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Publication numberUS979243 A
Publication typeGrant
Publication dateDec 20, 1910
Filing dateMar 29, 1910
Priority dateMar 29, 1910
Publication numberUS 979243 A, US 979243A, US-A-979243, US979243 A, US979243A
InventorsWilliam W Anderson
Original AssigneeWilliam W Anderson
Export CitationBiBTeX, EndNote, RefMan
External Links: USPTO, USPTO Assignment, Espacenet
Apparatus for facilitating walking.
US 979243 A
Abstract  available in
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Claims  available in
Description  (OCR text may contain errors)

w. ANDERSON-v. APPARATUS FOR FACILITATING WALKING. APPLICATION nungujas, 191g.

Patented Dec. 20, 1910.

INVENTOR ML/fl/V Mame/PS0 Arromvsrs 1n: uomili PEI-IRS cod v/Asmuwom n c.

WILLIAM ANDERSON, OF HOLLY SPRINGS, MISSISSIPPI.

APPARATUS FOR FACILITATING WALKING.

Application filed March 29, 1910.

Specification of Letters Patentv Patented Dec. 20, 1910.

Serial No. 552,148.

To all whom it may concern:

Be it known that I, WILLIAM W. ANDER- son, a citizen of the United States, and a resident of Holly Springs, in the county of Marshall and State of Mississippi, have invented an Improvement in Apparatus for Facilitating Walking, of which the following is a specification.

Iy invention is an improvement in that class of leg attachments which are adapted to facilitate walking or jumping.

The invention is embodied in appliances or devices adapted to be secured to the thigh and foot of the wearer, and an intermediate connecting portion formed of springs, which are alternately flexed and extended in the act of walking.

Thus, the essential principle or distinguishing feature of my invention is the adaptation of the springs to serve as levers. The details of construction, arrangement, and operation of the apparatus are as hereinafter described, and illustrated in the accompanying drawing, in which Figure l is a side view of one form of the apparatus as applied to the leg of a wearer. Fig. 2 is a side view of the same showlng the position the spring assumes when the leg is flexed. Fi 3 is another side view showing a modification. Fig. 4 illustrates the operation of the same. Figs. 5, 6, 7, and 8 show other modifications and the operation of the same, as will be hereinafter described. Fig. 9 is a perspective view of another modification. Figs. 10, 11 and 12 are views illustrating the operation of the form shown in Fig. 9.

In Fig. 1, the numeral 1 indicates a springrod which is attached to a foot-piece 2 secured to the front portion of the shoe sole, the upper end of the same passing through keepers on a leg-band 3 and then forming a loop 4 which extends around the rear side of the thigh of the wearer. Thus, there are two side rods 1 having a connecting loop 4-, the leg being adapted to work freely between the parallel portions 1.

In Fig. 2, the le of the wearer is shown bent forward and t e springs 1 are flexed or bent rearwardly to the same degree, thus acting practically as spring levers.

In Fig. 3, the sprin s are formed in two parts, to wit, upper an lower portions 5 and 6, the same being jointed together at 7 opposite the knee-'oint of the wearer. Since when the foot 1s raised, the knee is flexed, it

is apparent the joint 7 permits this movement without resistance. The upper part 6 passes through keepers on the leg-band 8 and then around the rear side of the thigh of the wearer, as in the form shown in Figs. 1 and 2. In Fig. l, the operation of this form of the device is illustrated, the leg of the wearer being shown bent forward and the springs 5 and 6 flexed to the rear or in the opposite direction.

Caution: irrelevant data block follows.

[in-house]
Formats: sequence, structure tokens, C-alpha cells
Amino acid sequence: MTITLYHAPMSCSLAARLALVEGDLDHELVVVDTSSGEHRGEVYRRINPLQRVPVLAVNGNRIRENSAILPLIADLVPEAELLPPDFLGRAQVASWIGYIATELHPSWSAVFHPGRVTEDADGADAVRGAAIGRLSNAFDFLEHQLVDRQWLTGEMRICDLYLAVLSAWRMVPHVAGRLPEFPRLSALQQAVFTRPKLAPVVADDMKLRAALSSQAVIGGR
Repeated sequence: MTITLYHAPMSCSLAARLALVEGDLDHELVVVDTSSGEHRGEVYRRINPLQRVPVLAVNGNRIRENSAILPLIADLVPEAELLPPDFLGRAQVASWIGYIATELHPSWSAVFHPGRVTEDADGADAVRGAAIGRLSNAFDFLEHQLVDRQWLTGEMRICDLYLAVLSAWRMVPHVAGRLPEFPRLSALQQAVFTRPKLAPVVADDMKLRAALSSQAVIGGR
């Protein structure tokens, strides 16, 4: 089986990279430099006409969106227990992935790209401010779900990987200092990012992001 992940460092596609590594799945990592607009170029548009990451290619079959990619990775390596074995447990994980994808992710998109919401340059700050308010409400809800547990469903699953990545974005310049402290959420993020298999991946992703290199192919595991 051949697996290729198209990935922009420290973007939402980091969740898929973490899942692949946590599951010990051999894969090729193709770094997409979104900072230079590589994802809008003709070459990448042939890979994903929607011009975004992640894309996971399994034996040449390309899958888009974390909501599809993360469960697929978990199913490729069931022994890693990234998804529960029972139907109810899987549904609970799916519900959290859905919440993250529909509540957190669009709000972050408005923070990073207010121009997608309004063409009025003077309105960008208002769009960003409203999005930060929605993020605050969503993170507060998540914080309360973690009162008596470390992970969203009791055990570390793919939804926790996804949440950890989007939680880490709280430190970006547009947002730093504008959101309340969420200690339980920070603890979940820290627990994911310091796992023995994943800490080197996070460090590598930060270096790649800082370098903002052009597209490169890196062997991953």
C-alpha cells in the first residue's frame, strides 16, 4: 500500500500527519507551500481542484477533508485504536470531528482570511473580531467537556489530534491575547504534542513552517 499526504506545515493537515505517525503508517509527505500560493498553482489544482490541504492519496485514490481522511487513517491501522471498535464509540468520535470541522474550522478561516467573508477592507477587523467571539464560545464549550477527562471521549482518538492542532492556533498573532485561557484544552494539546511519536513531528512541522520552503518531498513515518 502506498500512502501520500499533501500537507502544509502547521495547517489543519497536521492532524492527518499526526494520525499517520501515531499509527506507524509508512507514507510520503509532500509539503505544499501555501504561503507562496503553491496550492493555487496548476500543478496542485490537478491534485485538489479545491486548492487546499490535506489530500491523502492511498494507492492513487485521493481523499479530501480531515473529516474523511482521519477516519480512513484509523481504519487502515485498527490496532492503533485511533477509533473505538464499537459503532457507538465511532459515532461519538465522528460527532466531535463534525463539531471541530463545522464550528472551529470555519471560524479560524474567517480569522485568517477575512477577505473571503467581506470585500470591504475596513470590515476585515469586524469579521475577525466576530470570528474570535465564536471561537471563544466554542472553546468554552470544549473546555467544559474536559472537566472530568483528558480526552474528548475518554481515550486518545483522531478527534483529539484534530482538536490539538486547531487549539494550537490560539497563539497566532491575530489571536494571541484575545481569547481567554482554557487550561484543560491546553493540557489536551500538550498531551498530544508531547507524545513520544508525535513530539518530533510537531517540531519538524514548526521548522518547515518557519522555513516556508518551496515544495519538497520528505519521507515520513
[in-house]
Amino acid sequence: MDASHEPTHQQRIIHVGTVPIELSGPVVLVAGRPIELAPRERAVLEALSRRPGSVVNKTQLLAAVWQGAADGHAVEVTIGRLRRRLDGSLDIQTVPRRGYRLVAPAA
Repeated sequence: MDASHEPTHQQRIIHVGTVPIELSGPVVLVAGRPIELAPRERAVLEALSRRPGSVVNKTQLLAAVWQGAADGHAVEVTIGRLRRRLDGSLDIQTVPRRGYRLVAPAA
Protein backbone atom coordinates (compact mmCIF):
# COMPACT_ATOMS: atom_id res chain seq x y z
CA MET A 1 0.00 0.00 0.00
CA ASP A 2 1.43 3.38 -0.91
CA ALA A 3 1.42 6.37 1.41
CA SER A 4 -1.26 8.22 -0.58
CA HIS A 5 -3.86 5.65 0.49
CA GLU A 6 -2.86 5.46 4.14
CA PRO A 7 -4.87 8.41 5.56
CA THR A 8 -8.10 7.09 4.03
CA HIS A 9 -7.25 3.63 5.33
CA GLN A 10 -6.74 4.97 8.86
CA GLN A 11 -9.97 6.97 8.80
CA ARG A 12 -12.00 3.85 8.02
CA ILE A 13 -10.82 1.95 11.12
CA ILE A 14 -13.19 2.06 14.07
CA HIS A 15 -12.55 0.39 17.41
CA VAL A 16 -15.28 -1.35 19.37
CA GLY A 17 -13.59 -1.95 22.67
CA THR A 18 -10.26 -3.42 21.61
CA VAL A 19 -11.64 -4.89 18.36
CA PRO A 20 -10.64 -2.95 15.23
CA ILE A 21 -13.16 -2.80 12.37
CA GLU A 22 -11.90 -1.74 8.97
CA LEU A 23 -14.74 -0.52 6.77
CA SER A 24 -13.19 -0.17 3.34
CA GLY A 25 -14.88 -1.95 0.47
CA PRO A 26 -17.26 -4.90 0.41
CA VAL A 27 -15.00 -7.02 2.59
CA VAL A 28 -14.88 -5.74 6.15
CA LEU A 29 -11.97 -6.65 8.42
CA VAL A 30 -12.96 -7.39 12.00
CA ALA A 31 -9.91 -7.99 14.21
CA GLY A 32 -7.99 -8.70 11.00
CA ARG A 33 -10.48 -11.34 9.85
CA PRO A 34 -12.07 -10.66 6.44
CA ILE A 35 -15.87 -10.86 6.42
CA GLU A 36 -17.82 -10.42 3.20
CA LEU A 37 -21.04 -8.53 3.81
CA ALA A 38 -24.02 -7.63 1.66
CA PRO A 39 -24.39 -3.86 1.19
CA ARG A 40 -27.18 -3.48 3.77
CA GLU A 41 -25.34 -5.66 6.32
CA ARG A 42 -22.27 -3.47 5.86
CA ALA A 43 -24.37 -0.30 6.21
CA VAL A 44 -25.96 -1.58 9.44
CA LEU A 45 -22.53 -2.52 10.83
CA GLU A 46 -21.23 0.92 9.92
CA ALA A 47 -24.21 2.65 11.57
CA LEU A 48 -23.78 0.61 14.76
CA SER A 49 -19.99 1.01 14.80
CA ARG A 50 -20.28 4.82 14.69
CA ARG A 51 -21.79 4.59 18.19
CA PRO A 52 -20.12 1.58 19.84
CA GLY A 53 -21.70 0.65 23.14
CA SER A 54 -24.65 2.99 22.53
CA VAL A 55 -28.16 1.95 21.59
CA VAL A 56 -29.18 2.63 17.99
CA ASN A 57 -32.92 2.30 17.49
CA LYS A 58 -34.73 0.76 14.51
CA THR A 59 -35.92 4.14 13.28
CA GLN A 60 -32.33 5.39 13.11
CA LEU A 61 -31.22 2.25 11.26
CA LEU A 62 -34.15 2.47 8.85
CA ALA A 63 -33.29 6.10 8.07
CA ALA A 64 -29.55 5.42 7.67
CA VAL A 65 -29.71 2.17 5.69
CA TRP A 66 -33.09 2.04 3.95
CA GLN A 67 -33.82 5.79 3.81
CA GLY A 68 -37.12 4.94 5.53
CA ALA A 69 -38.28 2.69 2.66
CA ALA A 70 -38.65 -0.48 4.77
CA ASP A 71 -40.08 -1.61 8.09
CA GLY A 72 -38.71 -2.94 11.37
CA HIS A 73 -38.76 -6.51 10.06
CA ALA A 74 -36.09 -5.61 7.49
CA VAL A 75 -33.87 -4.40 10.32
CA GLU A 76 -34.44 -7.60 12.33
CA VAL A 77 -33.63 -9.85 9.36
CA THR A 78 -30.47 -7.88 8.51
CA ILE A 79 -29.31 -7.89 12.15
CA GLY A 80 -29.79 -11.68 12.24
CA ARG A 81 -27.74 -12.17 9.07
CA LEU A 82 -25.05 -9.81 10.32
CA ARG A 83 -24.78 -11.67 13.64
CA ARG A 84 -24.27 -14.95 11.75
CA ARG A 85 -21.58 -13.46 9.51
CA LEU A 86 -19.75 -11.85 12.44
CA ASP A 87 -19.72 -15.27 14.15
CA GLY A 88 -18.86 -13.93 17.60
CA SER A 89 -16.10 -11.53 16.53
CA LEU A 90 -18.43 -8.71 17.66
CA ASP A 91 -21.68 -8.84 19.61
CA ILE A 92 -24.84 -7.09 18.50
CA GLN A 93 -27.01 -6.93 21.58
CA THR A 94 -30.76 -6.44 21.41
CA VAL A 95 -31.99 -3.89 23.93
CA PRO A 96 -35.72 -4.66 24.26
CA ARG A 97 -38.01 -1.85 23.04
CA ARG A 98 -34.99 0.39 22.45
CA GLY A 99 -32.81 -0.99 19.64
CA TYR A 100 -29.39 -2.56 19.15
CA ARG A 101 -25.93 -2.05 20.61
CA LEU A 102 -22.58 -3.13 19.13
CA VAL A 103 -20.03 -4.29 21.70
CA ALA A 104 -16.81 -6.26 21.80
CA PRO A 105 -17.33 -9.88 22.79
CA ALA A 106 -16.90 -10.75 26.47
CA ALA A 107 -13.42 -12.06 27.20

In Fig. 5, I again employ two springs 9 and 10, which are similar to the form shown in Fig. 3 save that both are curved slightly to the rear. The joint 11 in this case is located somewhat lower than the joint shown in Figs. 3 and 4-, or a little below the kneejoint of the wearer.

In Fig. 6, the lower spring 12 is the same as in Figs. 3 and 5, but the upper spring 12 has a forward bend, which serves to increase the elasticity of the attachment. In view of the increased elasticity, this is my preferred form of the invention.

In Fig. 7 the springs 13 and 14 are the same as in F ig. 6, but the lower spring 13 is attached to the toe of the wearers shoe instead of being attached at a point opposite the ball of the foot.

In Fig. 8, the upper spring 15 is the same as in Figs. 6 and 7, but the lower attachment 16 may be composed of practically rigid rods instead of springs,

In Fig. 9, I show another modification in which lower springs 17 and upper curved springs 18, similar to those illustrated in Figs. 6 and 7, are em loyed, but instead of the upper portions 0 the lower spring 17 terminating at the joint 19, whereby they are attached to the upper spring 18, they form a loop 20 which passes around the rear side of the wearers thigh and serves to hold the joints duly spaced apart.

Figs. 10, 11 and 12 illustrate the position this form of the device assumes when in use,

that is to say, when the leg of the wearer is flexed more or less as in walking and running. The loop 20 may be made integral with the springs 17, or as a separate piece.

Thus all the forms of my invention include a lever sprin which renders the de' vice particularly e cient in operation. In other Words, I provide a spring support adapted to relieve, in part, the muscles of the leg of the weight of the body when walkin and incidently the reaction of the spring I I l alds 1n propulsion.

I propose to employ any suitable form of leg-band which may be adapted for the purpose.